Knowledge from Olle Garden Bed: How to Prepare Your Garden For The First Frost
With the passing of summer, your autumn garden is in full swing, and you may have dreamed of spring flowers. However, before you can reap the rewards of autumn planting, you must prepare your garden for the first frost. Although there are many autumn gardening tasks, one of the most important tasks is to protect your yard from the coming cool weather. The following content also has some reference value for raised garden beds.
Next, you will find all the information about protecting and planting the garden, from the list of tools you need to useful tips. With this knowledge, your plants will not be the victims of cold weather, and your spring garden will be fully prepared.
Tools you need
To prepare your garden for cool weather, you need to collect some tools. Fortunately, many gardeners have collected them. Review the following points.
Bulbs, shrubs, trees (optional)
Prepare your garden for the first frost
Step 1: Bring plants indoors
Many outdoor plants cannot survive in cool weather, so please handle them before the first frost approaches. With this in mind, you need to determine which plants are at risk, such as summer container perennials and tropical plants. Don't worry about hardy plants such as lettuce, carrots and broccoli.
When frost is predicted, it is time to move these plants to a warm place - you can add tropical plants to your indoor plant collection, or store dormant perennial plants in the garage. Or, if the frost is not expected to last long, you can move the plants to a sunny place near the side of the house and expose them to the south.
Please remember to check and isolate the plants you bring into the room to avoid spreading diseases or pests.
Step 2: Protect plants
When you expect frost, protect the plants in the garden by covering them with landscape fabrics before sunset and pressing the corners with rocks. Use this method at night when the temperature drops to 28 degrees Fahrenheit.
In addition, placing heating lamps around plants is an ideal choice to protect them from cold weather. Just check your plants' requirements for light first In addition, a 3-inch layer of mulch, such as straw or newspaper, around the roots of these plants can insulate them and help them retain moisture.
Keep in mind that drought stressed plants are vulnerable to cold damage, so it is beneficial to water a few days before the predicted frost. In addition, when water freezes and expands, it acts as an insulator to protect plants from the cold.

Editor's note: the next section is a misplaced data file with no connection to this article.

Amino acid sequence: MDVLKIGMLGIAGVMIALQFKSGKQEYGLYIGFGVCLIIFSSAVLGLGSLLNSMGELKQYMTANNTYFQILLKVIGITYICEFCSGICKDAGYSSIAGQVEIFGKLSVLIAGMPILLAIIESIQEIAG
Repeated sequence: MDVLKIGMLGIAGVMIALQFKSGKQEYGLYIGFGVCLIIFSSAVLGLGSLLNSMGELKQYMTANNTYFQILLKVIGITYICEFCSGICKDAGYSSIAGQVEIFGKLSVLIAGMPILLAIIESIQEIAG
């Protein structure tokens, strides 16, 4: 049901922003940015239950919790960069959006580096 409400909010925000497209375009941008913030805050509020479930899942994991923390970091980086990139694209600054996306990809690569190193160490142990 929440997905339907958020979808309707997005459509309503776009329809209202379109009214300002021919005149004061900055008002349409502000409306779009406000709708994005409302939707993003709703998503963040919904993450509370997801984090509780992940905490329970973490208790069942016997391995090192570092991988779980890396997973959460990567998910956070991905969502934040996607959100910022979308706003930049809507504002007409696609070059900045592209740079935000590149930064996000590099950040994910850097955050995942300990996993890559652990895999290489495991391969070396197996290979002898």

When you expect frost, avoid fertilizing and pruning plants that are sensitive to cold. These tasks will encourage new growth, which is vulnerable to cold damage.
Step 3: Clean the garden
Remember to finish gardening chores in autumn before the first frost. It includes tasks such as harvesting final fruits and vegetables from summer crops. Take this opportunity to remove dead annual plants and plants, weed the garden and rake up leaves.
This is also the time to die and trim the dead head, which means you can collect the seeds of annual and perennial plants. You can use several different DIY options to store seeds, from simple envelopes to old TicTac containers.
Put used plants and overripe fruits or bolted vegetables into the composting container. However, please watch out for diseases or pests. If you find any signs, such as yellow leaves, withering or infection, it is better to throw them away and remove them from the compost.
Step 4: Planting spring bulbs, trees and shrubs
Although you should have started planting autumn gardens, it is best to plant spring bulbs, shrubs and trees before freezing temperatures. It will enable plants to develop strong roots. September and October are the recommended time for autumn planting, so it's better to start now!
Step 5: Treat the irrigation system
When you expect frost, it is essential to close and drain the water pipe. Freezing temperatures can damage your sprinkler system, garden hoses, and outdoor faucets, so draining them as soon as possible is critical. Store these basic irrigation systems indoors, in sheds, or under tarpaulins to protect them.
Don't let the frost sting!
Now you have a to-do list to complete before entering your garden on a cold night. First, introduce plants that cannot resist the cold, or place them in a sunny place or use a row cover to protect them. Then, clean the garden, start planting the spring garden, and drain the irrigation system. As a final tip, remember to check the weather forecast to see when the first frost will occur!